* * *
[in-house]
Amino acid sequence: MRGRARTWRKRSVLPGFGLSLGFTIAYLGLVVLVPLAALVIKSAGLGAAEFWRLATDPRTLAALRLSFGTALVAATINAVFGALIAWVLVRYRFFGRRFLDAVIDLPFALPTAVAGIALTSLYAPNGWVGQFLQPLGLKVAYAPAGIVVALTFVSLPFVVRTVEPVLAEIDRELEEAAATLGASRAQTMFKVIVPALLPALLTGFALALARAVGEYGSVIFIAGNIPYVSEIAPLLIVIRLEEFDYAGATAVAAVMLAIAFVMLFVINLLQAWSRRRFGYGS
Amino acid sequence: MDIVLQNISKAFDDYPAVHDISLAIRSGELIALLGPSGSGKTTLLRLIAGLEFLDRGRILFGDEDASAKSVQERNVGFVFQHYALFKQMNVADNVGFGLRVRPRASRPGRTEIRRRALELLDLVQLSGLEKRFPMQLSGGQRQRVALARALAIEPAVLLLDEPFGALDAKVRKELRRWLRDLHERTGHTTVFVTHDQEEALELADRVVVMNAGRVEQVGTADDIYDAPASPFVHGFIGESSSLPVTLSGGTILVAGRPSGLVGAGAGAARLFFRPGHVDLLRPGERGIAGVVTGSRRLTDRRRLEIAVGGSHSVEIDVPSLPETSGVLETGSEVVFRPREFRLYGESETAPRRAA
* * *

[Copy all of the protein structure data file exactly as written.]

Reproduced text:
[in-house]
Amino acid sequence: MRGRARTWRKRSVLPGFGLSLGFTIAYLGLVVLVPLAALVIKSAGLGAAEFWRLATDPRTLAALRLSFGTALVAATINAVFGALIAWVLVRYRFFGRRFLDAVIDLPFALPTAVAGIALTSLYAPNGWVGQFLQPLGLKVAYAPAGIVVALTFVSLPFVVRTVEPVLAEIDRELEEAAATLGASRAQTMFKVIVPALLPALLTGFALALARAVGEYGSVIFIAGNIPYVSEIAPLLIVIRLEEFDYAGATAVAAVMLAIAFVMLFVINLLQAWSRRRFGYGS
Amino acid sequence: MDIVLQNISKAFDDYPAVHDISLAIRSGELIALLGPSGSGKTTLLRLIAGLEFLDRGRILFGDEDASAKSVQERNVGFVFQHYALFKQMNVADNVGFGLRVRPRASRPGRTEIRRRALELLDLVQLSGLEKRFPMQLSGGQRQRVALARALAIEPAVLLLDEPFGALDAKVRKELRRWLRDLHERTGHTTVFVTHDQEEALELADRVVVMNAGRVEQVGTADDIYDAPASPFVHGFIGESSSLPVTLSGGTILVAGRPSGLVGAGAGAARLFFRPGHVDLLRPGERGIAGVVTGSRRLTDRRRLEIAVGGSHSVEIDVPSLPETSGVLETGSEVVFRPREFRLYGESETAPRRAA